“We’re going to need to see your birth certificate,” the manager said, making a notation on my employment application, “But you’re hired. Show up a 10 a.m. on Thursday for training.”

I was too young and dumb to realize he was calling my bluff. I had to be 16 to take the job and I could barely pass for 14 (which I wouldn’t be for a another month). Yet instead of pointing out that I was lying about my age (which, obviously, I was), he figured he’d mark me down in the hired column and assume I’d be one of the dozen new people to not show up for the first day of work.

But I did show up, because I had nothing better to do. I was spending the summer with relatives in Houston, and to get me out of the house my aunt suggested I apply at McDonald’s. A new franchise had just opened and was hiring almost anyone who applied. Fast-food outlets have a high worker turnover and new stores have any higher rates of attrition.The hiring manager knew he’d need to hire at least three times as many people as the store would have employees.

And that’s how I got my first factory job.

Five years later I would work a more traditional factory job (making emergency brakes in Moberly, Missouri), but McDonald’s was itself a factory, a place where “workers manufacture goods or operate machines processing one product into another.” That’s not how we think about the fast food restaurant industry, though. We consider them “service” jobs because of the direct engagement with customers, and because we tend to think of “manufacturing” as high-paying jobs that create durable goods.

But the line between traditional assembly line-type factories and food service factories is increasingly blurry. A prime example is Zume Pizza, a California delivery-only pizza chain that provides “healthy, artisan pizza to your doorstep in 15 minutes (or less).” Zume employs 50 people: 32 low-skilled employees working in either the kitchen or as delivery drivers and 18 others in executive, management or engineering roles. But they also employ several robots to work alongside the humans.

“We’re a co-bot situation,” says Julia Collins, the company’s co-founder and co-CEO. “There are humans and robots collaborating to make better food, to make more fulfilling jobs and to make a more stable working environment for the folks that are working with us.”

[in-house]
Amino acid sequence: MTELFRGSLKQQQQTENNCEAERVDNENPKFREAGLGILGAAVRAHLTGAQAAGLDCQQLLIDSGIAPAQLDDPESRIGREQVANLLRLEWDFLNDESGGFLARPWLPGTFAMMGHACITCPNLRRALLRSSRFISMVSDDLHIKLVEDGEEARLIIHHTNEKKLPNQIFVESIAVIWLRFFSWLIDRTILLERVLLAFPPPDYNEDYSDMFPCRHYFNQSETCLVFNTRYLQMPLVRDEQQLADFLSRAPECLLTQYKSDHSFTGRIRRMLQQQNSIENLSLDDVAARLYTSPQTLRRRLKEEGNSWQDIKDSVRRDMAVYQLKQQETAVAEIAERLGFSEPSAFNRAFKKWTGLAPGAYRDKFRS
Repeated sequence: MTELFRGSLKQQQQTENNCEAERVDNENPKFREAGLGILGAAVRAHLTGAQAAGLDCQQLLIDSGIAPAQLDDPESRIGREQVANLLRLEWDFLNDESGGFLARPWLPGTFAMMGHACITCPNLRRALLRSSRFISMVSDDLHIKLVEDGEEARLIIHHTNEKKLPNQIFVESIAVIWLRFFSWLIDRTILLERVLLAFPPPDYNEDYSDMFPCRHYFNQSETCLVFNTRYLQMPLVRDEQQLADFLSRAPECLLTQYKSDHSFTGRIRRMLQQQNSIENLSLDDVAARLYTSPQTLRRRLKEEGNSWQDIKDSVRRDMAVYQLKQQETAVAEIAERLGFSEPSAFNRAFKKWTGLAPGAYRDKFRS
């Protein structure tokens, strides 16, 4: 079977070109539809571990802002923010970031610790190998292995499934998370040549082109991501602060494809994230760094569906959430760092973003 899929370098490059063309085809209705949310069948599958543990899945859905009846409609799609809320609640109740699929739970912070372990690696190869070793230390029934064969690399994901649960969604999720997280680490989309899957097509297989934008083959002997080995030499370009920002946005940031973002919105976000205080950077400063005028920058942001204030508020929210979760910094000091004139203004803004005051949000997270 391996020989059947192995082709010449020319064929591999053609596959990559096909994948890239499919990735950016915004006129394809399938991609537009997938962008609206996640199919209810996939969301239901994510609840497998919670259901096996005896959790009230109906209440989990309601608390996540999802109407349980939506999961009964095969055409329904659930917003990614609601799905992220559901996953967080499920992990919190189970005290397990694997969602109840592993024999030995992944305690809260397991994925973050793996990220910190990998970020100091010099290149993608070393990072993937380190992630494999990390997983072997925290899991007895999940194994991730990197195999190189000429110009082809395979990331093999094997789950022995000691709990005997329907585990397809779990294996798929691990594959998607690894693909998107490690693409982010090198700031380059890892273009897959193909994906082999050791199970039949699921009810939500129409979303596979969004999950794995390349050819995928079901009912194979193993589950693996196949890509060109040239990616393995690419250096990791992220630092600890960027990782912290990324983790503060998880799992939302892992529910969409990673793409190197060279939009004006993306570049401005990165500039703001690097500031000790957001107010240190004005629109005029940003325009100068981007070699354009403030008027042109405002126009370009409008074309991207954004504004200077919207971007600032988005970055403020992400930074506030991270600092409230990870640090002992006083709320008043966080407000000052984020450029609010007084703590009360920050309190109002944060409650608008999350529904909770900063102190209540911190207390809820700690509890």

The bots cost between $25,000 and $35,000 each, but the investment will quickly pay off, Collins told MSNBC: “That cost is a lot lower, as you can imagine, than the salary of a human being with benefits.”

Zume is located in Mountain View, California, where the current minimum wage is $10.30 an hour and will be rising to $15 by 2018. Assuming two employees work 20 hour a week at $10.30 an hour, Zume could replace them with a robot and pay off the initial costs in just over a year. Once the minimum wage increases, though, it would take only about 10 months to recoup the costs of replacing a worker with a robot. (And that’s not counting other costs to the employer, like Social Security taxes.)

In 1983, the fast food factory I worked for hired more than 60 people—almost all low-skilled workers—for just one franchise. But in the near future, when co-bot arrangements become more common, the number of people needed to run a McDonald’s could drop to less than half a dozen.

There’s not a lot we could do to change the rise of the robots in the service sector. And we probably shouldn’t want to since the benefits will be widely shared. But the artificial increases in the wages for low-skilled workers (through $15 minimum wage laws) are causing the transition to occur faster than we can keep pace.

Many low-skilled workers need those types of fast food factory jobs to learn basic work skills that are transferrable to other industries. But the co-bots will soon be reducing the numbers of jobs available for them, especially those with the lowest skills.

Allowing the free market determine the price of labor won’t solve the problem. But it would allow for a smoother transition and give low-skilled workers time to adjust. While we may not be worried about the co-bots coming to take our own jobs or those of our coworkers, we should be concerned enough about the poor and unskilled to buy them some time by letting the market set their wages.

This piece was originally published at the Acton Institute blog.